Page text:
High Cholesterol May Be The Cause Of A Stroke.
Do you know the risks of high cholesterol?
Feb 02, 2019
Cholesterol is a fatty substance found in your body
Too much cholesterol can block the blood vessels. Its accumulation in the walls of the blood vessels is called plaque. It can narrow the arteries and block or slow blood circulation. This means that certain parts of the body will not receive the blood they need.
If your heart does not get enough blood, you may suffer from heart attack. This can damage the heart, or worst, it can be fatal.
If the brain does not receive enough blood, you may suffer a stroke. It can be fatal.
You can have high cholesterol without knowing it. A blood test will tell you what your cholesterol level is
When you receive the blood test, you will notice different types of numbers.
- Total cholesterol measures the total amount of LDL cholesterol, HDL cholesterol and triglycerides in the blood. The optimal level is below 200 mg/dl and over 240 mg/dl is considered at high risk.
- LDL cholesterol (low-density lipoprotein), the so-called bad cholesterol that accumulates in the blood vessel. It can narrow the arteries and cause a stroke. The optimal level is below 100mg / dl and over 160mg / dl is considered at high risk.
- Triglycerides are another type of fat in your blood. The higher is the amount, the higher is the cardiovascular risk. The optimal level is below 150 mg/dl and over 200 mg/dl is considered to be at high risk.
- HDL cholesterol (high-density lipoprotein), often called good cholesterol, to remove LDL from the blood. A high level of HDL reduces the risk of heart attack. The optimal level is over 60mg / dl and below 40mg / dl is considered at high risk.
Factors that you can control:
- unhealthy eating,
- physical inactivity,
- excess alcohol.
Factors you can not control:
- Cholesterol levels increase with age.
- Until menopause, women tend to have lower total cholesterol levels than men of the same age, after which LDL tends to increase.
- The genes partially determine how much cholesterol produces the body.
- High blood cholesterol can be genetically determined.
How to Control Cholesterol
The primary goal in treating high cholesterol levels is to maintain low LDL levels. Decreasing it reduces the risk of cardiovascular disease. You can reduce blood cholesterol by changing your lifestyle. You may also need medication.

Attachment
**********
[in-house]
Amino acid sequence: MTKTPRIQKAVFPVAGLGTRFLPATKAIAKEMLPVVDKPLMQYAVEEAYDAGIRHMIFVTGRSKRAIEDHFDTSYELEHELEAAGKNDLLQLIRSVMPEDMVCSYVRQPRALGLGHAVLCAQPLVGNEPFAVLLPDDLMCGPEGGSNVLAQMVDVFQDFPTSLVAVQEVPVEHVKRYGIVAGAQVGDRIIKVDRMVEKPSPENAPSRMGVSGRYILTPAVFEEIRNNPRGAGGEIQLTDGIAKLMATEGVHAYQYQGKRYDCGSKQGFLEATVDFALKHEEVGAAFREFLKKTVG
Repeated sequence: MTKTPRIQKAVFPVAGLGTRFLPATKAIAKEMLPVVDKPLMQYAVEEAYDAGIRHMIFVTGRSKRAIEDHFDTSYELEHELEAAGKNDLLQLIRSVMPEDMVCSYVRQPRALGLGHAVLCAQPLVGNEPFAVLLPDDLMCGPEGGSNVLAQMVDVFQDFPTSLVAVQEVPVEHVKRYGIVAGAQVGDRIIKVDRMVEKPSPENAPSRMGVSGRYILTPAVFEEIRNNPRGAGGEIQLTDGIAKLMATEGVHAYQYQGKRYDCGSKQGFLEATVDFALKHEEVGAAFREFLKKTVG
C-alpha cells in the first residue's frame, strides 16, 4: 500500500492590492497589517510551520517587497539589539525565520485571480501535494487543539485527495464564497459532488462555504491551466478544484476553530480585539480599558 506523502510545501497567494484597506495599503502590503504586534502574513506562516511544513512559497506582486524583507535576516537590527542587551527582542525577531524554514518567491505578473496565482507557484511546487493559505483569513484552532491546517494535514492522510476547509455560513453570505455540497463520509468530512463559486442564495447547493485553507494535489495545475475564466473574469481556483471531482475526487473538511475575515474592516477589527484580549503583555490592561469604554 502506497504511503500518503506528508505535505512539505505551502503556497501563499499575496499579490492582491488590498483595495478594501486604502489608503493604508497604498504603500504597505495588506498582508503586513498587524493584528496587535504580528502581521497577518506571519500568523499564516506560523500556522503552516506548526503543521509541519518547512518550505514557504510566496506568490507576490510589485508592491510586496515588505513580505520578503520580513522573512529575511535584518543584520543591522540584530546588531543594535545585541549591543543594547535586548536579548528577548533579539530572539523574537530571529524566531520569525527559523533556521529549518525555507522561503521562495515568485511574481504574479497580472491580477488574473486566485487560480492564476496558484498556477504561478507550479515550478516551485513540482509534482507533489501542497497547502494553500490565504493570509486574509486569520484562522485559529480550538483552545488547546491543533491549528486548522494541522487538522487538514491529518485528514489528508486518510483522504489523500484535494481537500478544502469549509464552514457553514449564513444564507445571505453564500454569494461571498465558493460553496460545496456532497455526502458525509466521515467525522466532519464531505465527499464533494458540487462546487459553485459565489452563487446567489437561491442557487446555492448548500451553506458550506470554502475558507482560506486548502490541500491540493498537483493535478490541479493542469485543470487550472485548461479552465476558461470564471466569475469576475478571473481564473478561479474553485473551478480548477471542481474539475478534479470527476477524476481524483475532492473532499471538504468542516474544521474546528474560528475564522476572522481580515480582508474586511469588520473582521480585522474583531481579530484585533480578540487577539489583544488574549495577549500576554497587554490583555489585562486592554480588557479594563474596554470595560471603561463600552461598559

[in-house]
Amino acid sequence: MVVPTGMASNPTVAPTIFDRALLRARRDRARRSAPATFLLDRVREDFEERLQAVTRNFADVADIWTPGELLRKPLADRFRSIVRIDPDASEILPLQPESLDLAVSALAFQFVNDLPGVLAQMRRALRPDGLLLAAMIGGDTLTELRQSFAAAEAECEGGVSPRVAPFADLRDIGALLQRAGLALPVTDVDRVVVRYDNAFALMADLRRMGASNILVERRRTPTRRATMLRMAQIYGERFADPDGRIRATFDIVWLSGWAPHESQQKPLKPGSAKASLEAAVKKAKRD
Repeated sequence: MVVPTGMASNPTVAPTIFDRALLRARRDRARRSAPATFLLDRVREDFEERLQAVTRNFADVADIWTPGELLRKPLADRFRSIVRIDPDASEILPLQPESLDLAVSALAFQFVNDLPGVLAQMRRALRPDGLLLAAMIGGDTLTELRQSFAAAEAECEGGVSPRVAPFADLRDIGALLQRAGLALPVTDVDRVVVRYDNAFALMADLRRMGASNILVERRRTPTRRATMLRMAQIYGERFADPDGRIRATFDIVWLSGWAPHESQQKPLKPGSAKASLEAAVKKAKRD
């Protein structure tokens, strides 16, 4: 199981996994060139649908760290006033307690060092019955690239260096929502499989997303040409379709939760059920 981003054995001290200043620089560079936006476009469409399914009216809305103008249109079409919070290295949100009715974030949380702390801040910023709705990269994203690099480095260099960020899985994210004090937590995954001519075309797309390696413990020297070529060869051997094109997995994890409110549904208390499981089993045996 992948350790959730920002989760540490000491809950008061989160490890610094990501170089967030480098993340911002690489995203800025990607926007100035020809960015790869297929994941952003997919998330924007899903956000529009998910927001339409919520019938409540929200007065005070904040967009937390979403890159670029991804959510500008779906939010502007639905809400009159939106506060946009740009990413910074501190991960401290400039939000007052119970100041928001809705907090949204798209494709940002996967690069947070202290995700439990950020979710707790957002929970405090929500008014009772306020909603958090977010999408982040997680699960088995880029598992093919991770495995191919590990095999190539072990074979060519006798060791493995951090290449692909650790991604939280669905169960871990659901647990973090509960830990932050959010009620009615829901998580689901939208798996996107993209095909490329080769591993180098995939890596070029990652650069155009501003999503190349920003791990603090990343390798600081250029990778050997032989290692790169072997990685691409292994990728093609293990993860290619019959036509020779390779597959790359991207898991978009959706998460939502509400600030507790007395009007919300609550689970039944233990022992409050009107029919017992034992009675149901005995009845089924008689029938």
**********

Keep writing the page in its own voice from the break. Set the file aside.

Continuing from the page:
Talk to your doctor or pharmacist for support, guidance and assistance.
- Stay active. Exercise may reduce cholesterol. If possible, perform moderate intensity exercises up to at least 2½ hours a week or 30 minutes five times a week. Examples include walking, running smoothly.
- Eat healthily. Reduce the amount of cholesterol and saturated fat in your diet. Consume more low fat and high fibre foods. Try to include a wide range of fruits and vegetables in the diet.
- Quit smoking. If you have trouble quitting smoking, consider asking for the doctor or pharmacist's support. Take medication if it is prescribed.
- Check your cholesterol. Check your blood cholesterol as recommended by your doctor.
- Touch and maintain a normal weight. Weight loss can help reduce LDL and total cholesterol levels. Routine physical activity can also increase HDL levels and reduce LDL and triglyceride levels. To decrease weight, reduce calories intake and do more physical exercise. Eat smaller portions and choose foods with labels that mention <cholesterol-free or low-fat saturated fat>.
- Medication. A healthy lifestyle would help you even if your doctor prescribed medication to reduce your cholesterol. There are different drugs to reduce high blood cholesterol. Talk to your doctor or pharmacist about the best option for you.
Administering the prescribed treatment can help keep your cholesterol within normal limits.
Follow the treatment:
- as recommended,
- even if you do not think it works,
- even if you feel better.
Tell the doctor:
- If you take any other prescription medication or dietary supplements.
- About any side effects or other issues.
- If you can not buy the medicines.
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